Common causes of mortgage default

Co-author: TJ Ryan

If you’re under financial stress and unsure of whether you’ll be able to make your mortgage repayments, you’re not alone. We look at some of the most common causes of default and how insurance can help protect you against the risks.

Kiwis are taking on more debt than ever before. According to the Reserve Bank of New Zealand, in 1988, the average household had around $16,000 in debt and an income of around $35,000 – a debt-to-income ratio of 46%. By the end of 2017, the average household debt had risen to nearly $160,000, while average incomes had only increased to $95,000, which is a 168% debt-to-income ratio.

For those living under such high levels of mortgage stress, interest rate rises can have a significant impact on affording the monthly repayments on a home loan. So, at what point does a mortgage become so unaffordable that the owner must default on their repayments? We take a look at three common causes of mortgage default.

Reason 1: Divorce or separation

Divorce or relationship breakdown with a de facto partner can be a common cause for mortgage default. A divorce can be gravely expensive, including thousands of dollars’ worth of legal fees involved in the process, potentially exit fees upon closing joint accounts, taking on half of any joint debts, liability for any bills in your name that were unpaid, and taking on expenses like insurance that may previously have been covered by a partner.

Children make divorce even more expensive, and can further increase the risk of mortgage default. Alimony or family support payments can make a huge dent in the income of the spouse who does not have custody of the children. Meanwhile, the spouse who has custody faces the cost of providing four walls and an education for those children on  their income alone. Even things like applying for single parent support benefits take time to get approved.

Surviving financially after a divorce takes a courageous amount of effort and will, almost certainly, mean getting professional financial advice specific to the person’s situation. The temptation is to make huge life decisions in a hurry, such as moving far away, going on an impulsive holiday, or even buying a new pet to fill the void.

A divorced person can minimise the shock to their finances by focussing on the “four walls” they really need: food, shelter and utilities, clothing, and transportation to and from work. There are a lot of urgent decisions that must be made during or immediately after a divorce, but every other change or decision in life should be put on hold until finances have stabilised.

Sorted has some practical information about how to get your finances in order after a divorce or separation.

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Reason 2: Illness or involuntary unemployment

Involuntary unemployment or unexpected illness – basically anything that stops you working unexpectedly – can sometimes lead to mortgage default.

The good news is that New Zealand’s unemployment rate is currently remaining relatively stable year on year. As of January 2019, New Zealand’s unemployment rate sits at 4.4%. In January 2018 it was 4.5% and in January 2017 it was 5.2%.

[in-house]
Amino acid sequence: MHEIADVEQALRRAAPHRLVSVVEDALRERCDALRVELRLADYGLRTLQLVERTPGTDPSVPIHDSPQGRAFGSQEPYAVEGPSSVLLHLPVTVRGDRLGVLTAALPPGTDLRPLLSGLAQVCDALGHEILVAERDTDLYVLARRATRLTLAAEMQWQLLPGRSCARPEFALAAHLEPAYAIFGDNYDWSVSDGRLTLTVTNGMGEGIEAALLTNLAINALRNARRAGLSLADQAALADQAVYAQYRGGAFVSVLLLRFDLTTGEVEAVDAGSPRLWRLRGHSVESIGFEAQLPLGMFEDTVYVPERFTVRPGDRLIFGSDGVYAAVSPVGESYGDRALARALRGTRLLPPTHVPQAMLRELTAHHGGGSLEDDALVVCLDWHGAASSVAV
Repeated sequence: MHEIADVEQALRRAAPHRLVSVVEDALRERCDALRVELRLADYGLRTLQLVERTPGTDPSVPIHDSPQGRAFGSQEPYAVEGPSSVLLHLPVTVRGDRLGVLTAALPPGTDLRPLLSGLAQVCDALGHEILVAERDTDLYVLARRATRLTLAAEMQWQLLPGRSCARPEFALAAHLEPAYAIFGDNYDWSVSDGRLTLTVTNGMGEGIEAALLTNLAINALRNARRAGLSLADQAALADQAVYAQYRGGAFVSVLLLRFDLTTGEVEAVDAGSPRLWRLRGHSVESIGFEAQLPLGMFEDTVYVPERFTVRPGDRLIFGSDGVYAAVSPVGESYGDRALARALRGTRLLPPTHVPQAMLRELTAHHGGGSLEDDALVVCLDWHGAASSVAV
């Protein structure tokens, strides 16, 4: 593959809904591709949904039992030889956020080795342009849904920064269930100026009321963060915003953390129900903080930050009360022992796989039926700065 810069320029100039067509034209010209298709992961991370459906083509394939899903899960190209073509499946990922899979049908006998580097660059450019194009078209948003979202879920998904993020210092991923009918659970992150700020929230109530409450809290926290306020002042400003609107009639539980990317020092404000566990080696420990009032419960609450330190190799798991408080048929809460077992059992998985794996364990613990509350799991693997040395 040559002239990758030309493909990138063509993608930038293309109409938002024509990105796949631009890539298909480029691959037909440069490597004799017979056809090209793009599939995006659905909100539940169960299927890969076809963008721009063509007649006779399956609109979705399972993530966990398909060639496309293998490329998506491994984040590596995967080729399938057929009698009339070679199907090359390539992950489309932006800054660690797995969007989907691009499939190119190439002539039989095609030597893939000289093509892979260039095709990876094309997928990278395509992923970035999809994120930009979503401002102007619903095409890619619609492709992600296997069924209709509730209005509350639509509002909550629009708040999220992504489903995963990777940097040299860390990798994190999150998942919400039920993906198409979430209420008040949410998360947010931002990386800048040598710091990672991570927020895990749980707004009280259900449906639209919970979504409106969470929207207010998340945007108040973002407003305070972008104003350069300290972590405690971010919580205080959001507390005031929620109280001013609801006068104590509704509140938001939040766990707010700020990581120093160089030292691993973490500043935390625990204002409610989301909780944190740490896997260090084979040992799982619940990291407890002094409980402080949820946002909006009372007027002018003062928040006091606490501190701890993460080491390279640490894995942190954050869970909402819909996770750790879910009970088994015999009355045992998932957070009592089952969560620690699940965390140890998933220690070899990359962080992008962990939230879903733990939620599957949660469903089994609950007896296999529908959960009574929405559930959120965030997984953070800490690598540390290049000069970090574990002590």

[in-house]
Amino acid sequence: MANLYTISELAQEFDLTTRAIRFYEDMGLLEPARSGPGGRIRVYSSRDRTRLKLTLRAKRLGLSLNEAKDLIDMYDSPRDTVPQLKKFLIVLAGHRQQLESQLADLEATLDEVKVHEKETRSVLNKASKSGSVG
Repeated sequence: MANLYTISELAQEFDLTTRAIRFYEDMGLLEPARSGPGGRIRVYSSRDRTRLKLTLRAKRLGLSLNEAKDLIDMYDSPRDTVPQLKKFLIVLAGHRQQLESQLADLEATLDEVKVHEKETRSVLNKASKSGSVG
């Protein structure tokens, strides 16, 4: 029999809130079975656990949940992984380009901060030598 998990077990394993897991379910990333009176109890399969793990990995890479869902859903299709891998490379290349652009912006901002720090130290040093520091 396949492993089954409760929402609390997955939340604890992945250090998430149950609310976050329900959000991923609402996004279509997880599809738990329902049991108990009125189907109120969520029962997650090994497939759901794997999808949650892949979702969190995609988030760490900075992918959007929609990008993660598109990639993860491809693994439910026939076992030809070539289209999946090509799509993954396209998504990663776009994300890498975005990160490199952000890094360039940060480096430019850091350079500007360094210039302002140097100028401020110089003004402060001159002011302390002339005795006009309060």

The risk of default is not caused by borrowers having a lower income, as this usually means that they will take out a smaller loan with a more conservative loan-to-value ratio. Rather, the postcodes most at risk of default are those in regional areas where employees will struggle to find another job if they are let go.

Sorted has some practical information about how to get your finances in order after being made redundant.

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Reason 3: A death in the family

The life-changing grief that comes from a death in the family is often accompanied by a significant financial burden. This usually includes the costs of a funeral service and burial or cremation, and it can mean the cost of moving to a single income household if the person who passed away was a spouse or partner.

Sorted has some practical information about how to get your finances in order after the death of a spouse or partner.

Can you insure yourself against defaulting on your mortgage?

You can’t insure yourself against interest rate rises (unless you’ve got a fixed rate home loan), but you can insure yourself against default to a certain extent.

Mortgage Protection Insurance protects the bank against a loss if you do default on a monthly repayment.  And you don’t have to be a First Home Buyer to get this type of insurance.

Income Protection Insurance also covers you in case you get seriously sick or injured and can’t work for a period of time. As we’ve mentioned, Life Insurance is also vital in protecting against an unexpected financial burden if you or your loved one passes away. You can compare policies for each of these types of insurance on our website to find a policy that provides outstanding value.

The most important thing you need to do if you are in mortgage stress is to talk to your lenderIf you tell your lender you are in financial hardship, which means you’re having trouble meeting your monthly repayments, they are obligated by law to assist you in setting up an affordable repayment plan.

If your lender is already taking legal action, get legal advice immediately so that you know what your options are.

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Want more finance tips?

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